The Comfort of Yarn

When we were told we would probably be staying a night or two at Brenner’s for our daughter to be cared for her newly diagnosed diabetes AND for our training in caring for her, I tossed into my purse a zip-lock bag of two balls of Noro Matsuri yarn, some crochet hooks, and a pair of scissors.  As I put them in, I knew I would probably not get a chance to actually crochet a design I’ve had banging around in my head.  But I wanted to take it, to have it on hand.  When we got settled into our room, I placed the bag on a shelf near where I would be sleeping.  I could see those happy balls of yarn from just about any spot in the spacious “homey” room, and that was really all I needed…just to see the yarn.

It’s amazing how comforting yarn can be.  Somehow, just seeing the colors sitting there brought comfort…  the bright vivid colors, the soft squooshiness, the promise of a beautiful scarf, the anticipation of creativity, the hope of life opening up again to allow for time to crochet, a reminder that my life is not ONLY finger pricks, insulin shots, sugar levels, ketones, carb counting, etc.  I do often carry around my sketchbook and pen.  Yet it doesn’t quite hold the same kind of comfort.  The sketchbook in and of itself does not have that warm, home & hearth kind of feeling about it.

An artist friend left a comment on the “When Life Happens” post that she didn’t think she could concentrate so well while facing so much.  Yes, that is a challenge.  But it is also a comfort.  To engage in creative endeavors while going through difficult times, functions somewhat like a tether.  Your life feels like it is whirling out of control.  And so it is.  But drawing, knitting, crocheting, grounds you, reminds you that at the very least, some things do not have to change.  When concentration is difficult, choosing to create in ways that are “second nature”, or very simple, are helpful.  It may merely be placing the creative project or the supplies close by that will offer some comfort as you whirl around in the unknowns.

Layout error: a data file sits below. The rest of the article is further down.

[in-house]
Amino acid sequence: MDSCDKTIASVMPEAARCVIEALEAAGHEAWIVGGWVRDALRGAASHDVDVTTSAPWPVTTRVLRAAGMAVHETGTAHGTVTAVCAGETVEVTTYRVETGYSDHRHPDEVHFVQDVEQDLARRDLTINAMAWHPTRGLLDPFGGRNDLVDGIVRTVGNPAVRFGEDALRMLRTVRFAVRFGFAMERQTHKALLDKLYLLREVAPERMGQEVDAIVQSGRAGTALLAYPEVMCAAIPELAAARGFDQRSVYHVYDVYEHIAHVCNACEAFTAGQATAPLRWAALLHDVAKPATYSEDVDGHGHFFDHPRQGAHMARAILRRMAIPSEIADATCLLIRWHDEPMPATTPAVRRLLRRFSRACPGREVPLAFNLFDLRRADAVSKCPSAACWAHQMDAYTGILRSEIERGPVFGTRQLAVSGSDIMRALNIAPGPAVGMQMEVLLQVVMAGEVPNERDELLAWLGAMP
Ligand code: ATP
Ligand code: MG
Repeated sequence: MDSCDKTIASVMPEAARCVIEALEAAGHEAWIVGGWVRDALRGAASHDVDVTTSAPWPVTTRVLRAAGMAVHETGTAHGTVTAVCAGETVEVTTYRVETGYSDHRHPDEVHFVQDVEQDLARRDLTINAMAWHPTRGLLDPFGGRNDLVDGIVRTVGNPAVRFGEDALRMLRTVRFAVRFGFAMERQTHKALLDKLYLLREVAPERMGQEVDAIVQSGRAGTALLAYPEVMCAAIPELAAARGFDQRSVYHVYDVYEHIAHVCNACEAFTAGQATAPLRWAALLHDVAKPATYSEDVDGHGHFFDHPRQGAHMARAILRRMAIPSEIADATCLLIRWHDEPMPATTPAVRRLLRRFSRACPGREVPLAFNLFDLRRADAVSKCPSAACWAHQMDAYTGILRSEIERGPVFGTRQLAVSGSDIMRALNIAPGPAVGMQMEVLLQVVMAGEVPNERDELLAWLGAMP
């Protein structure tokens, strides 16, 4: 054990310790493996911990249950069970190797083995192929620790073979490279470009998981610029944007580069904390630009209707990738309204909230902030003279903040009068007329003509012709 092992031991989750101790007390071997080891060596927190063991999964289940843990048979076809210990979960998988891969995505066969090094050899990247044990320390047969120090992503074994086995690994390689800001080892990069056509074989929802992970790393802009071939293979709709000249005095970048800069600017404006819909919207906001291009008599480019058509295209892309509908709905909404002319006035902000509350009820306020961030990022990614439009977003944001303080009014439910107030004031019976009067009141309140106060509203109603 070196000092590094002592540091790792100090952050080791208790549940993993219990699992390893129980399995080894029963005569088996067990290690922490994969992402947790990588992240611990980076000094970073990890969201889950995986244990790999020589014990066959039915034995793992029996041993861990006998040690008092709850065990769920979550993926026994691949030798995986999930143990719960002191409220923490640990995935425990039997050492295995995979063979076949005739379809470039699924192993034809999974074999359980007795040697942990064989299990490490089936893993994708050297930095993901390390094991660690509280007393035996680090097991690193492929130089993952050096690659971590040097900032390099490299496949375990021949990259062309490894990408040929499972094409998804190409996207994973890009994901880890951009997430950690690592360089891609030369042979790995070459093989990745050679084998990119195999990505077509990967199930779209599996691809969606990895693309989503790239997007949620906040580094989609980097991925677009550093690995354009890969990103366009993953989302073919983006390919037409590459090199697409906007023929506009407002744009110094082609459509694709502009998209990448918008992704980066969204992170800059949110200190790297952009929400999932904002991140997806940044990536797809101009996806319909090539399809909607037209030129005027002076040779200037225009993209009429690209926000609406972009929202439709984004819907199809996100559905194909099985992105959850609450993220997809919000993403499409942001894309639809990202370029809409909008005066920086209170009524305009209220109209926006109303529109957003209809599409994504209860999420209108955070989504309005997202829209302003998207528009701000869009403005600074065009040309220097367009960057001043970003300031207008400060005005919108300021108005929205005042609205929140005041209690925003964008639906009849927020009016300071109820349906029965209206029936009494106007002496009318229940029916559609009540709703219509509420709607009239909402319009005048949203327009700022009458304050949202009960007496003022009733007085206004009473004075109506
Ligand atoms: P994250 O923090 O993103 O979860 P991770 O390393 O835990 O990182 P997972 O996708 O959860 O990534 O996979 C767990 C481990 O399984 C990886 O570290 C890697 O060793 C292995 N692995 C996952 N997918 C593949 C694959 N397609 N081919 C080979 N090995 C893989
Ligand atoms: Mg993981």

0 thoughts on “The Comfort of Yarn

  1. Sarah says:

    Painting works for me. Sometimes getting started can be very hard but once I have, then it engages me to the point where I leave my problems behind. When i stop I always feel better.
    I like your sketch!

    I’m sorry to read about your daughter – I hope she gets a regime of care sorted out wihch suits her, soon.

  2. Nicolette Anderson says:

    You have put into words what I have often tried to say about my art…it really is the best therapy for me, and has seen me through many a tough time. I am sending you positive thoughts while you travel this journey.

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